The forums are probably not the best use of time for campaign strategists who want their candidate blitzing toward the end of the early voting period – making contact with as many potential voters as possible. Those voters sometimes see the forums as a place for candidates to perform a well honed tap dance that delivers the message the candidates want regardless of what the questions are.

Some candidates get angry when they show up at a forum that features more candidates than uncommitted voters. Some uncommitted voters get frustrated when a large group of candidates show up and they don’t recognize any of them.

Having noted that, the DNA forum was an interesting discussion among a group of ten candidates across the district boundaries.

I cover more of these forums than I moderate. And it can be a perilous assignment because each candidate is watching to make sure their rivals don’t get an unfair advantage – a few more seconds to speak, always being called on first or last to answer a question.

What I found was that the candidates, this time around, really got drawn into the discussion. They were listening to one another for more than mistakes or points of attack to use in future encounters.

 

 

First Tennessee takes a leap forward on the tech front

Just in time for the debut of the new iPhone in matter of days: First Tennessee Bank is the first Tennessee-based bank and among the first in the country to allow customers to deposit checks by snapping iPhone photos of them.

Using the iPhone to photograph a check sends an electronic image to First Tennessee for deposit. Mobile deposit is now available for eligible iPhone users currently enrolled in mobile banking, and First Tennessee is developing mobile deposit for other smartphones.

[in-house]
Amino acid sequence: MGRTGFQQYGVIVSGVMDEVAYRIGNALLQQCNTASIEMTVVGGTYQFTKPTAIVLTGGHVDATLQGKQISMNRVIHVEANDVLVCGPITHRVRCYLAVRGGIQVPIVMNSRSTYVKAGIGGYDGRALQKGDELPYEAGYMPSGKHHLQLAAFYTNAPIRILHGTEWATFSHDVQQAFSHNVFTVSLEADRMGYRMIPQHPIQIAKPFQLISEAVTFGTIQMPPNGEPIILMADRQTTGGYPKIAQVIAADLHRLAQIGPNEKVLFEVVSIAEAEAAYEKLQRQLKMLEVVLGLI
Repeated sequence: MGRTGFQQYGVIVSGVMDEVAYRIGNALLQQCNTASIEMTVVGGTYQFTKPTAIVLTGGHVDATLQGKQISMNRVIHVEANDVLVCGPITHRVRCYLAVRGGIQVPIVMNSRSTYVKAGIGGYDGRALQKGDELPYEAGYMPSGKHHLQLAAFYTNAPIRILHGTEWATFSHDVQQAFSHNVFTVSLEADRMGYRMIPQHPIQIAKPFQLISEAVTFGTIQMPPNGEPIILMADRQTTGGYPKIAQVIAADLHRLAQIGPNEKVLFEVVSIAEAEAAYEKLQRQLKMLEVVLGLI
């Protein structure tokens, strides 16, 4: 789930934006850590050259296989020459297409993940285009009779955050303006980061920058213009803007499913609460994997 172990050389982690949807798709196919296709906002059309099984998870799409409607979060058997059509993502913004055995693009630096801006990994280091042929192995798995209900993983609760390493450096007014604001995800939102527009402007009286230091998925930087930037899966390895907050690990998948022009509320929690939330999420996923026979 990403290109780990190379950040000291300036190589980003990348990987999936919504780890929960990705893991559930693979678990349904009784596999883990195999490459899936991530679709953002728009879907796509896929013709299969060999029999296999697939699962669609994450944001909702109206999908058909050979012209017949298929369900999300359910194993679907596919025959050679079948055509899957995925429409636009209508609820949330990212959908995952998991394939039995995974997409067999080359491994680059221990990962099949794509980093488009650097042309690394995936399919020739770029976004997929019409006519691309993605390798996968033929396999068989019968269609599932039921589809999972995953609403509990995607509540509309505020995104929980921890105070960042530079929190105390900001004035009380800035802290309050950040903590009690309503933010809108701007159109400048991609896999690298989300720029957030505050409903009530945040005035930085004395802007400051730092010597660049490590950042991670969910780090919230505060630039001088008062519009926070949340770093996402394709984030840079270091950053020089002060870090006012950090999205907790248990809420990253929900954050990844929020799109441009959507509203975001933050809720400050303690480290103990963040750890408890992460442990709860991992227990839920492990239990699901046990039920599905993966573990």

More information is available at www.ftb.com/mobiledeposit.

“With mobile deposit, we are able to accommodate our customers’ fast-paced lifestyles and provide added convenience and security,” said First Tennessee chief marketing officer Dan Marks.

At a presentation in New York City earlier this month at the Barclays Capital 2011 Global Financial Services Conference, Bryan Jordan – president and CEO of First Tennessee parent co. First Horizon National Corp. – said the company is spending big on tech upgrades and revamps.

“Over the last three years, we’ve gone through a $100 million dollar-plus investment in our technology platforms and systems,” Jordan said.

He added that the company has largely completely refreshed its platforms on the sales side and in the back office, which he said would help with things like efficiency and customer services levels.

Reuters: Morgan Keegan advisers preparing to leave

Hundreds of the more than 1,200 brokers in Morgan Keegan’s private client group have lined up job leads, according to a Tuesday Reuters story citing multiple executive recruiters.

Reuters cited one New Jersey-based recruiter who said all of the 100 or so advisers she’s talked to have job opportunities lined up.